It's a mango with yellow skin and incredibly sweet flesh. We tried it and absolutely loved it!

But, you can still make this Thai blue rice with green-skinned mangoes if they're easier to find.

Ok now, time to gather all the ingredients and jump right into the recipe!

And if you'd like to discover more ways to use butterfly pea flowers, check out this butterfly pea latte, blue cake, and blue chia pudding recipes!



To Serve

  • Fresh Mangoes

Sweet Coconut Milk

  • Canned Coconut Milk
    250 mL
  • Sugar (or sugar-free erythritol)
    40 g
  • Salt
    2 pinches

Blue Sticky Rice

  • Butterfly Pea Flowers
    2 tbsp
  • Hot Water
    380 mL
  • Glutinous Rice (Sweet Sticky Rice)
    190 g

Recipe Instructions

step 1

Add the dried butterfly pea flowers to a bowl or jug and pour in the given amount of boiling water.

Give a quick stir and let the flowers steep for 5 minutes so they'll release their blue pigments.

If you can't find the flowers, you can use 1/2 teaspoon of butterfly pea powder.

When the water is dark blue, filter out the flowers, and leave to cool down until lukewarm.

step 2

Meanwhile, add coconut milk, sugar (or sugar-free erythritol), and salt to a pot.

Heat the milk and stir it until the sugar has dissolved.

Then, turn off the heat and set the pot aside.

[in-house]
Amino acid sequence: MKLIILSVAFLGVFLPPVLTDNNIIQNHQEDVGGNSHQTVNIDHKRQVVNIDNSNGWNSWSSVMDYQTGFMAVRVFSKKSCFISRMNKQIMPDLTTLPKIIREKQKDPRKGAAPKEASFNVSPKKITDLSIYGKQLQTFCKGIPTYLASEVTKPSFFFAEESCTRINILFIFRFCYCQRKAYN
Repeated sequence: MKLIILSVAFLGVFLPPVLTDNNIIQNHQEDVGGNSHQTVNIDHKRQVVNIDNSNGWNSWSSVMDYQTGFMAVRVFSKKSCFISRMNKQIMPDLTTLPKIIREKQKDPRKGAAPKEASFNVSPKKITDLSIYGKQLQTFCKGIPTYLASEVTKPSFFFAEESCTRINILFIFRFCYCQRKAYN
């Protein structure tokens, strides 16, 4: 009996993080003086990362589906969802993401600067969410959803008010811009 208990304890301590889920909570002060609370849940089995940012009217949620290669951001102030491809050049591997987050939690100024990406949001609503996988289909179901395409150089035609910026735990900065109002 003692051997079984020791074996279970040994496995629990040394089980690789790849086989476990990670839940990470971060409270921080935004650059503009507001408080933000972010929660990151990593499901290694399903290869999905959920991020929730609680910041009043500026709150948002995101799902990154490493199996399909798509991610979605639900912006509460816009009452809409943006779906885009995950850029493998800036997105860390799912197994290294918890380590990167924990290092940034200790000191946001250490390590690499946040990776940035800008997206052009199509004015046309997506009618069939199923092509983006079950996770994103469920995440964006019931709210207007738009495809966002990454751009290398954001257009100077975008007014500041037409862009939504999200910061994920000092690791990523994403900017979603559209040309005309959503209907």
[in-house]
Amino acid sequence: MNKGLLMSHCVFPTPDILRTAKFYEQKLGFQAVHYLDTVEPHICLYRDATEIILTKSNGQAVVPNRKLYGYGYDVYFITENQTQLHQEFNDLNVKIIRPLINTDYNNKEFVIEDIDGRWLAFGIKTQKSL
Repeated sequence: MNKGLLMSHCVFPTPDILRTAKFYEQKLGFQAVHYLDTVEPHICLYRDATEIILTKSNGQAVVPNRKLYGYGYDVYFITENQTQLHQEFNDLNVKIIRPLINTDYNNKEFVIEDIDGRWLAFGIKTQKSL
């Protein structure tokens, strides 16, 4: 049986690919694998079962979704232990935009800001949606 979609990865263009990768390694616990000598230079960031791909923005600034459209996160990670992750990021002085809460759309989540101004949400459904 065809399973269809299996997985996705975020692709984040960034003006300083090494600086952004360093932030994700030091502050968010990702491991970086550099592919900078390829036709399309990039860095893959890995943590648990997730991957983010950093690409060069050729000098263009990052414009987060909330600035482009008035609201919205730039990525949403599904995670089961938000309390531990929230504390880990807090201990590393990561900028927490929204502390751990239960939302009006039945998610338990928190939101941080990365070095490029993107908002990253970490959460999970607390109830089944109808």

step 3

Rinse the white glutinous rice (also called sweet sticky rice) with cold water until the water runs perfectly clear — about 4-5 times.

If you can't find it, you can swap the classic glutinous rice with long-grain Thai jasmine rice; or use short-grain sushi rice instead.

Drain the rice and add it to the rice cooker (or a pot).

Then, pour in the prepared butterfly pea blue water, give a quick stir, and cover with a lid.

step 4

Now, turn on the rice cooker (or set the hob to medium-low heat), and cook the rice until all the water has evaporated.

Don't open the lid or stir the rice while it cooks.

We cooked the sticky rice in the rice cooker for 5-7 minutes, but it can take less or more depending on the type or brand of rice, so keep an eye on it while it cooks.

step 5

Now, pour the sweetened coconut milk over the cooked blue sticky rice.

Stir delicately to break up any lumps and distribute the milk evenly.

Then, cover the Thai blue rice with a lid or plate and let it sit for 10 minutes to absorb the coconut milk.

step 6

Your butterfly pea sticky rice is ready.

Spoon the blue coconut rice over serving dishes and enjoy it warm or cold with fresh mango slices.

You can drizzle it with more coconut milk if you like.

If you want to make a cute blue rice dome as we did, compact the rice into small bowls and let it sit for a few minutes.

Then, loosen the rice dome with a spatula and flip it over a plate.


  • You can top this mango blue sticky rice with fried split mung beans, as they do traditionally in Thailand, or sprinkle it with toasted black sesame seeds.

  • If you have any blue sticky rice leftovers, wrap them in cling film or pack them into an air-tight container and store them in the fridge for up to 3 days.